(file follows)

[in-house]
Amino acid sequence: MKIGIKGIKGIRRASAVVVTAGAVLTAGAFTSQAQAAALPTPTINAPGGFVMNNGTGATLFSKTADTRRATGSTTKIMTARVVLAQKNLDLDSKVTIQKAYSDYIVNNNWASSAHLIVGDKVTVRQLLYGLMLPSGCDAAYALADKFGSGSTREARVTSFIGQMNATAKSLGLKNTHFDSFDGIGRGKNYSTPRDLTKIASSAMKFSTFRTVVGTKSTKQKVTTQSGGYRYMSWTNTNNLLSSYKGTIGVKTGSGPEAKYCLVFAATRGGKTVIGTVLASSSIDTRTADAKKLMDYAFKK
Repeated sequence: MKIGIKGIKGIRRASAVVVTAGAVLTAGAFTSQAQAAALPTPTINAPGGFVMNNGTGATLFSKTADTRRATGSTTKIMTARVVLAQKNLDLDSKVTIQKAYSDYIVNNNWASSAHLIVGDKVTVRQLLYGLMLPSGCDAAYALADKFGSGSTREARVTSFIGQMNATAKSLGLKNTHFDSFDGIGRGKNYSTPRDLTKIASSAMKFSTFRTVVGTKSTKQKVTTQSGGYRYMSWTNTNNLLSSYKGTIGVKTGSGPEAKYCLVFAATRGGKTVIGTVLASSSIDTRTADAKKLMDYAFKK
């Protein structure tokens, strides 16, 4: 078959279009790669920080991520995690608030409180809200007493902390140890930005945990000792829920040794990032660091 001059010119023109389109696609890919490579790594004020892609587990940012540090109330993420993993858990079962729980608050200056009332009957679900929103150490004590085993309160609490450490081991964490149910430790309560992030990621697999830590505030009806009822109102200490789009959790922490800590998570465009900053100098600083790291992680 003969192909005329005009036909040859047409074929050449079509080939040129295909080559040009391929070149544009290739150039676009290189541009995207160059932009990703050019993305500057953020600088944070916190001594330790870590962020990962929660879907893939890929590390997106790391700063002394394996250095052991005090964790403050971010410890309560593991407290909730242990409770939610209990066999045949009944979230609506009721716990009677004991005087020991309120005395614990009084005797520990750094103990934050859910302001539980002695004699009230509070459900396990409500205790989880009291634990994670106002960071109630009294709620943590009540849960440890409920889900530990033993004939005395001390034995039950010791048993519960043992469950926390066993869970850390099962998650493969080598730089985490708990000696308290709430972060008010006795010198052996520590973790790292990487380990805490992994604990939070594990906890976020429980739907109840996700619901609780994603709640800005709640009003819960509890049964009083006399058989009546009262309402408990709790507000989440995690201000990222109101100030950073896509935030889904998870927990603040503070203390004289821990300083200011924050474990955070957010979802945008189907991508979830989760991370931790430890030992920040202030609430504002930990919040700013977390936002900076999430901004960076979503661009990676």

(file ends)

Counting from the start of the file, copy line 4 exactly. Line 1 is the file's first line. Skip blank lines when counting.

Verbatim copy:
């Protein structure tokens, strides 16, 4: 078959279009790669920080991520995690608030409180809200007493902390140890930005945990000792829920040794990032660091 001059010119023109389109696609890919490579790594004020892609587990940012540090109330993420993993858990079962729980608050200056009332009957679900929103150490004590085993309160609490450490081991964490149910430790309560992030990621697999830590505030009806009822109102200490789009959790922490800590998570465009900053100098600083790291992680 003969192909005329005009036909040859047409074929050449079509080939040129295909080559040009391929070149544009290739150039676009290189541009995207160059932009990703050019993305500057953020600088944070916190001594330790870590962020990962929660879907893939890929590390997106790391700063002394394996250095052991005090964790403050971010410890309560593991407290909730242990409770939610209990066999045949009944979230609506009721716990009677004991005087020991309120005395614990009084005797520990750094103990934050859910302001539980002695004699009230509070459900396990409500205790989880009291634990994670106002960071109630009294709620943590009540849960440890409920889900530990033993004939005395001390034995039950010791048993519960043992469950926390066993869970850390099962998650493969080598730089985490708990000696308290709430972060008010006795010198052996520590973790790292990487380990805490992994604990939070594990906890976020429980739907109840996700619901609780994603709640800005709640009003819960509890049964009083006399058989009546009262309402408990709790507000989440995690201000990222109101100030950073896509935030889904998870927990603040503070203390004289821990300083200011924050474990955070957010979802945008189907991508979830989760991370931790430890030992920040202030609430504002930990919040700013977390936002900076999430901004960076979503661009990676």